Date of Award
MS Experimental Psychology
Paige H. Fisher, Ph.D
Susan Teague, Ph.D
Marianne Lloyd, Ph.D
Kelly Goedert, Ph.D
kleptomania, juror bias, defendant mental illness, juror decision-making
Jurors are instructed to only consider legal factors when making verdict and sentencing recommendations, but research has shown that biases can still affect these decisions. For instance, research has found that jurors can be influenced by both the type of defendant mental illness (Higgins, Heath, & Grannemann, 2007) and causal attributions regarding the mental illness (Rendell, Huss, & Jensen, 2010), even if jurors have not explicitly been told to consider this information. Although individuals with kleptomania often experience legal troubles (Grant, Odlaug, Davis, & Kim, 2009), this mental illness has not received attention in the mock juror literature. The current study employed a mock jury paradigm to investigate both the impact of a kleptomania diagnosis and related causal attributions (biological vs. psychological) on the legal outcome for a defendant arrested for shoplifting. Results suggest that a defendant with kleptomania was more likely to receive a not-guilty verdict and less likely to receive a criminal justice intervention than a defendant without mental illness. Causal attribution did not affect verdict choice, but a defendant whose situation was explained with the biological causal attribution was more likely to receive a mental health intervention than a defendant with the psychological causal attribution. The interaction between diagnosis and defense did not affect verdict or sentencing recommendations. These findings suggest that similar to other defendants with mental illness, jurors either view defendants with kleptomania as less guilty for their crimes or as less deserving of punishment from the criminal justice system than defendants without mental illness.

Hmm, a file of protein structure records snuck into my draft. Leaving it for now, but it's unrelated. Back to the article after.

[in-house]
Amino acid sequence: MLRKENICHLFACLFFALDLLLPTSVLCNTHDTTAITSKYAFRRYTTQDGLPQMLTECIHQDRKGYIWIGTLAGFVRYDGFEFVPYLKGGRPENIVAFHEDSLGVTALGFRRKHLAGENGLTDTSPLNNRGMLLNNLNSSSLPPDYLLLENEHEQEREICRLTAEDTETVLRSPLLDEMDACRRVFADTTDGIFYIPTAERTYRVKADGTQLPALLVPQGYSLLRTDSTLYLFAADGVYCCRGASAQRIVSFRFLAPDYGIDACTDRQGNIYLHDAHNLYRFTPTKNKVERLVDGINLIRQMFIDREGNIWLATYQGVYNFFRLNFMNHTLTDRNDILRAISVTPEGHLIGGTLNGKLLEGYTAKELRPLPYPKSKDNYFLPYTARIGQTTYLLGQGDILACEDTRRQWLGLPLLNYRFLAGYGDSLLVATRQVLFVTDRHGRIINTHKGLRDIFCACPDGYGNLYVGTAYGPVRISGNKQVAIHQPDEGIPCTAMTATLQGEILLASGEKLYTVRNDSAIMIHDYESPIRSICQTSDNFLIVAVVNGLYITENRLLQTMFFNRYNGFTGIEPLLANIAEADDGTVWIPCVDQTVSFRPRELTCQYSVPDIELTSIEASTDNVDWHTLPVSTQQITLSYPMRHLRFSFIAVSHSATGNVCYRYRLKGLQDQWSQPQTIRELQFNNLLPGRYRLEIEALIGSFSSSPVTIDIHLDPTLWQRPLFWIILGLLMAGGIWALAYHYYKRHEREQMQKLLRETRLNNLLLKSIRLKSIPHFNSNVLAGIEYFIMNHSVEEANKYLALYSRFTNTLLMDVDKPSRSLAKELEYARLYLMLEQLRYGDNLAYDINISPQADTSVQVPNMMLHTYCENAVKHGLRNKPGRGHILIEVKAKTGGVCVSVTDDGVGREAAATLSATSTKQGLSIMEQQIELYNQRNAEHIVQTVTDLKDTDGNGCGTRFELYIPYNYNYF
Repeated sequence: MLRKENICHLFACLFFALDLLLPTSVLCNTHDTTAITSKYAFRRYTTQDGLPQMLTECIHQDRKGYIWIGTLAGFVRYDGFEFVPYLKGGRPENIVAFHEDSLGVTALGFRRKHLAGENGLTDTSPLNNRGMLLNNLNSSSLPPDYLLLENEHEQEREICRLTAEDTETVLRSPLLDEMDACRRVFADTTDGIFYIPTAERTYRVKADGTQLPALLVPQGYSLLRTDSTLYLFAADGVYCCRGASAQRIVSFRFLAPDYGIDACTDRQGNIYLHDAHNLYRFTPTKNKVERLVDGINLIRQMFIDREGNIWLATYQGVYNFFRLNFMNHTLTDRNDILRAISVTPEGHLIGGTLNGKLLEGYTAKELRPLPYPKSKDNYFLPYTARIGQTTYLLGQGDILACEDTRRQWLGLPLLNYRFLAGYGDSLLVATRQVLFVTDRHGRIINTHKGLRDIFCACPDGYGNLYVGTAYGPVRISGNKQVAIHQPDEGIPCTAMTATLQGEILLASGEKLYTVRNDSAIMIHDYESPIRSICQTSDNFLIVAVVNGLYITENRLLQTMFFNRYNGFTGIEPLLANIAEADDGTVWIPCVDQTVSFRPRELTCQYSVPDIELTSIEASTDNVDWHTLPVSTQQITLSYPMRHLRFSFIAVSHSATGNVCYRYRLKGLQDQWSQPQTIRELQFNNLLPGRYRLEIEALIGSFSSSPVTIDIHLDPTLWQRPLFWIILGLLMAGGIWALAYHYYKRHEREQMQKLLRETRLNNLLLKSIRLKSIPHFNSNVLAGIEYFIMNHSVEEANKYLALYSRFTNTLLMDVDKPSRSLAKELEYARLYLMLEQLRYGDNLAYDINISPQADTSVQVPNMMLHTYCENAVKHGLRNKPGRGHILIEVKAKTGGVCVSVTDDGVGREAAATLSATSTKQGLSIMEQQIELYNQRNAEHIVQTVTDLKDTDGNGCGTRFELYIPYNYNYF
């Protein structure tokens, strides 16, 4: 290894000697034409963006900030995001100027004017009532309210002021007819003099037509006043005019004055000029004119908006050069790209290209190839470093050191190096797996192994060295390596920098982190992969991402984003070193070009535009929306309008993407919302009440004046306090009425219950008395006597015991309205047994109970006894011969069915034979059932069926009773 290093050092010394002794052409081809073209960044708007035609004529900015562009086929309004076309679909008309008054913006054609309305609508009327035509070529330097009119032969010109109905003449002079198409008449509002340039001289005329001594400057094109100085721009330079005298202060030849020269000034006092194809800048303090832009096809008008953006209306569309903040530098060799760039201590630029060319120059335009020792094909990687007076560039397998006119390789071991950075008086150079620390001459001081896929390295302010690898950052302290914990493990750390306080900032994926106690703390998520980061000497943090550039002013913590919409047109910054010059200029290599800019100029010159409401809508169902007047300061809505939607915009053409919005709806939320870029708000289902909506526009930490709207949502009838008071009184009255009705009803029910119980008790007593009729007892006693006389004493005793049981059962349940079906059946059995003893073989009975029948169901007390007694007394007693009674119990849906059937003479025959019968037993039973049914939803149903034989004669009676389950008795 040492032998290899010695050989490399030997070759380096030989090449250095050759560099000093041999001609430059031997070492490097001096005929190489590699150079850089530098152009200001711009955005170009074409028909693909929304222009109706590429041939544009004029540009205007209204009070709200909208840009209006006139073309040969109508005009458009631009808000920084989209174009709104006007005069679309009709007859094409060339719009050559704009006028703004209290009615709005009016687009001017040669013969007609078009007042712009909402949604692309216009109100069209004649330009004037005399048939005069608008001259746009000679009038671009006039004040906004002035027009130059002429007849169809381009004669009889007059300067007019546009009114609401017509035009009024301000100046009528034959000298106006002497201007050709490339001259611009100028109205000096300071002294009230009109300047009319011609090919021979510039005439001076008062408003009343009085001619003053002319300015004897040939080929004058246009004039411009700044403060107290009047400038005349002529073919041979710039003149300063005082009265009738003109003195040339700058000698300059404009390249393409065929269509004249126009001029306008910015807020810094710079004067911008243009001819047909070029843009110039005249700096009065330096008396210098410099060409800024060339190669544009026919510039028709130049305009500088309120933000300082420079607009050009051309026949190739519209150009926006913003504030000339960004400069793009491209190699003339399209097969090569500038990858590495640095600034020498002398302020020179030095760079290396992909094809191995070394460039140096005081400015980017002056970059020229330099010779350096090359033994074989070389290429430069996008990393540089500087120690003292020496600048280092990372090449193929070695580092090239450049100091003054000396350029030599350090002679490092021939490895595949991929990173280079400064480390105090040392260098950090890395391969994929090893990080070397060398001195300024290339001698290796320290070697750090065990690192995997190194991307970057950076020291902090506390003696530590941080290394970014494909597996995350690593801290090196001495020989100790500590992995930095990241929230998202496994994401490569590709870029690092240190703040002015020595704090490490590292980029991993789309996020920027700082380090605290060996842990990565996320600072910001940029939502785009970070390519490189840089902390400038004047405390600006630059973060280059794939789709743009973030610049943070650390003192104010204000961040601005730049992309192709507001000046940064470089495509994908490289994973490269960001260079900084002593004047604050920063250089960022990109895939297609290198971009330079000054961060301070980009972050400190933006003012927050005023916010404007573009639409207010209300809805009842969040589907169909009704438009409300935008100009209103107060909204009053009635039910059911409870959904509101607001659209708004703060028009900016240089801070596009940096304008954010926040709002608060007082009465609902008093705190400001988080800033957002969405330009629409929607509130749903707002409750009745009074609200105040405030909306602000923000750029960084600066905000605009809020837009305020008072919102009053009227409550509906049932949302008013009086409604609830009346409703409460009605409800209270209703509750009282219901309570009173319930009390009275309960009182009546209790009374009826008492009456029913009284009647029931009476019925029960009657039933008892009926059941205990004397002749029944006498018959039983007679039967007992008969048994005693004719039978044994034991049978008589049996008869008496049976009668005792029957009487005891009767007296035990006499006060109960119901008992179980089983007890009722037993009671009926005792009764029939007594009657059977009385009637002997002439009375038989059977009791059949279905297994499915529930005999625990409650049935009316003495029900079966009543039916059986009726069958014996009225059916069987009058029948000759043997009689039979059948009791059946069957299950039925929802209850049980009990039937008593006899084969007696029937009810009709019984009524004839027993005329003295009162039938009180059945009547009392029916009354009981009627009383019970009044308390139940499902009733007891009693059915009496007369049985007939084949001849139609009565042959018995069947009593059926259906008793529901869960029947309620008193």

Reeves, Ally, "Juror Bias in a Mock Case Involving a Defendant With Kleptomania" (2014). Seton Hall University Dissertations and Theses (ETDs). 1944.